Annals Edition 1, 841 BCE
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Date: 841 BCE
Current Location: Only small fragment preserved at Istanbul’s Archaeological Museum (EŞ 6697) Language and Script: Assyrian?; cuneiform
• One edition of Shalmaneser III’s annals has been reconstructed from four different exemplars, even though we cannot be entirely certain that they represent exact copies of the same text. Two of the exemplars were found on large stone bull lamassi from Shalmaneser’s palace at Kalah. One of the most impressive features of Neo-Assyrian architecture is the colossal winged bull or lion with a human head, known as a lamassu (plural, lamassi). The other two are from small fragments of stone inscriptions, preserving twenty-seven and three lines of text, respectively. Unfortunately, we only know the current location of the small three-line fragment.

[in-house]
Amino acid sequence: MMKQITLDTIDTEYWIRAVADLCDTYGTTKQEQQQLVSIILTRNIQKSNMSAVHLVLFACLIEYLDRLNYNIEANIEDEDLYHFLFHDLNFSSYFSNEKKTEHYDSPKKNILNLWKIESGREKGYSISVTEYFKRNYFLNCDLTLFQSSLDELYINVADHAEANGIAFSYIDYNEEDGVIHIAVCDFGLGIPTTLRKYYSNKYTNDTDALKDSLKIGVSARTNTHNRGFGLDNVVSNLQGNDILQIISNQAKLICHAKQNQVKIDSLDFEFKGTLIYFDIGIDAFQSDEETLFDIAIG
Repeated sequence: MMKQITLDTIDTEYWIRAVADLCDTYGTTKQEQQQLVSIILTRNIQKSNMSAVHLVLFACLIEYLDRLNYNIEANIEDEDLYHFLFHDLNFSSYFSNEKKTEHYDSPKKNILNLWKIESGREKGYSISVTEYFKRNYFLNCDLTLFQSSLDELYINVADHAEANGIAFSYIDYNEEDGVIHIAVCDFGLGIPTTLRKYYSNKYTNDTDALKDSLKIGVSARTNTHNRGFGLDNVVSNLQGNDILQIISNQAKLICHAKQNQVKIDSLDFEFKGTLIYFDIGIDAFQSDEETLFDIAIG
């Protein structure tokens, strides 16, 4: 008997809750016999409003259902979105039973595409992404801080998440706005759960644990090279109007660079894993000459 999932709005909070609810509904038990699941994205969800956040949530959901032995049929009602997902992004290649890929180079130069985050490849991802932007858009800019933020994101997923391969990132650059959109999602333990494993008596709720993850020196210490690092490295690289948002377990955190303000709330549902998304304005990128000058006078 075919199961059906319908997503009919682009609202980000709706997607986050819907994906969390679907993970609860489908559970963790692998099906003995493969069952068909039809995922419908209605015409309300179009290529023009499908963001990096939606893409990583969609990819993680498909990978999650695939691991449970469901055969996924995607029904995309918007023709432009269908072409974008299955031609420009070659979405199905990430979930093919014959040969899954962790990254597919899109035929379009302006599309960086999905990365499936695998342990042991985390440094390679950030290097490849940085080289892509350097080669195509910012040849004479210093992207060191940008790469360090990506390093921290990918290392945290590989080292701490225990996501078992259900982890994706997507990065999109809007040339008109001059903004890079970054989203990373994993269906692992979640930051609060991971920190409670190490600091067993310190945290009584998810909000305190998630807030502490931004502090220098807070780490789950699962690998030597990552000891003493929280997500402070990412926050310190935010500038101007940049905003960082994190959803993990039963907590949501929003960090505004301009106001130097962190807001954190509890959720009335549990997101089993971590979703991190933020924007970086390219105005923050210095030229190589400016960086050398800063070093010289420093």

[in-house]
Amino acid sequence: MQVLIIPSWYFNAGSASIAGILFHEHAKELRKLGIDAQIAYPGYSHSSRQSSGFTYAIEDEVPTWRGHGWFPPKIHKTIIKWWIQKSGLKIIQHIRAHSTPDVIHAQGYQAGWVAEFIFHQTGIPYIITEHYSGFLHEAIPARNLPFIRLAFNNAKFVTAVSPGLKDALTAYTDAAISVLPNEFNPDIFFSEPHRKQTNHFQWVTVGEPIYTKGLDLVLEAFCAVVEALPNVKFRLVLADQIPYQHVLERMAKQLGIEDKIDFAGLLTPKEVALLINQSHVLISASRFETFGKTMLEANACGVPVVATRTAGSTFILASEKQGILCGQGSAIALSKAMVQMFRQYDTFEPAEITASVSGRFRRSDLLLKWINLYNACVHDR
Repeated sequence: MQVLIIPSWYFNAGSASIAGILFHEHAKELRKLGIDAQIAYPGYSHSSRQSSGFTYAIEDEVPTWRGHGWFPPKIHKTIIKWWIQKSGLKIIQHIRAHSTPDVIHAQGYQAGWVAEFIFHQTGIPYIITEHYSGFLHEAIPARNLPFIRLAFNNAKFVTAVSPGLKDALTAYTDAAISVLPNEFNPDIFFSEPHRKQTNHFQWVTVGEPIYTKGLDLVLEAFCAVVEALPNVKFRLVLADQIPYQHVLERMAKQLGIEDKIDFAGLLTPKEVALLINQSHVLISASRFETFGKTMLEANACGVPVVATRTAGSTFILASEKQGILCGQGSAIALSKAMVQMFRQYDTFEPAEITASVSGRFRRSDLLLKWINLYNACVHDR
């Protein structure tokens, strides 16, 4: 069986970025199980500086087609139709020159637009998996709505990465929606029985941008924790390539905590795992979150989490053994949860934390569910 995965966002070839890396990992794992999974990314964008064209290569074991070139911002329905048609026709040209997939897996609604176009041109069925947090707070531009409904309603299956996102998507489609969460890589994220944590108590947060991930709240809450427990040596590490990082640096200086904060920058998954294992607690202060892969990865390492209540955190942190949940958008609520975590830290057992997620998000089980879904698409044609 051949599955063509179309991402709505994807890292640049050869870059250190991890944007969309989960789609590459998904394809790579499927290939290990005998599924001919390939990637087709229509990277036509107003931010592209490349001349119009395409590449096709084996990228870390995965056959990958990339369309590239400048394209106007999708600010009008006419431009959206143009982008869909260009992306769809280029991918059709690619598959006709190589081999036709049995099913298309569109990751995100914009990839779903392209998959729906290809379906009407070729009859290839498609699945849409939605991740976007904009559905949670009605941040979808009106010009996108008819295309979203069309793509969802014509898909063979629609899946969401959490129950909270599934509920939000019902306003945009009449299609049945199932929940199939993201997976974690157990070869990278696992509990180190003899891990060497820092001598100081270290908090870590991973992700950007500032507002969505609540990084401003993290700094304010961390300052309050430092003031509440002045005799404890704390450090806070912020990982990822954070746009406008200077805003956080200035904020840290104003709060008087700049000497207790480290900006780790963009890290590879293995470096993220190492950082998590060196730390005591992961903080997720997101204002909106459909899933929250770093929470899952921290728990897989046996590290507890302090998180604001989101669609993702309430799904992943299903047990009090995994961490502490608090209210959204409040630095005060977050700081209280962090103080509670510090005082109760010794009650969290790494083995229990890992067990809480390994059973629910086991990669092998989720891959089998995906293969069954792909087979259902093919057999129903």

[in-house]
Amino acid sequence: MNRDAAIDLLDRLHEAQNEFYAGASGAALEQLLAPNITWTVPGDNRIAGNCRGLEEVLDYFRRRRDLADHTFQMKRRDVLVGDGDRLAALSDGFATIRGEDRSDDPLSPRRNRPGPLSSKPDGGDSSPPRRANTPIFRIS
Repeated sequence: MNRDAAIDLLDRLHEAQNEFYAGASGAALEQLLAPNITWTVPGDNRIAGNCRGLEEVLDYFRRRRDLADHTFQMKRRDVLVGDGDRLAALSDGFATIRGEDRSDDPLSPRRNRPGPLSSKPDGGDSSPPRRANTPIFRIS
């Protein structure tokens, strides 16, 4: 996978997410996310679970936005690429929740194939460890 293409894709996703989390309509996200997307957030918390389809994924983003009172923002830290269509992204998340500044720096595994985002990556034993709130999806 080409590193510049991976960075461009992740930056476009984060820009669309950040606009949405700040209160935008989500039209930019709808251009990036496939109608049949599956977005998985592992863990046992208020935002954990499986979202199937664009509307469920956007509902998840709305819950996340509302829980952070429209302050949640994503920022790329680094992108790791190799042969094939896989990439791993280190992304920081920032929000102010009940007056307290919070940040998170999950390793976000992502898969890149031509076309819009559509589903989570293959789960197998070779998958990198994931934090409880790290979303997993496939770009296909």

• Relevant to Israelite history are the section of Shalmaneser’s annals that tell of his 18th year, when Jehu paid tribute. In this edition of the annals, this section is preserved only on the small 27-line exemplar. Scholars have also used this section to date the close of this edition of Shalmaneser’s annals to 841 BCE since it contains the latest events recorded in the four exemplars. But, because we only have pieces of this edition, we cannot be sure that it originally ended then. Circumstances of Discovery and Acquisition: The two lamassu inscriptions and the 27-line fragment are presently known only from publications based on squeezes. After they were discovered by Austen Henry Layard in 1846, the artifacts were left in situ, and the squeezes were sent to the British Museum. The squeezes cannot be reread today because, in quite a faux pas, they were destroyed after publication. The fourth exemplar, the small three line fragment, is presently in Istanbul’s Archaeological Museum.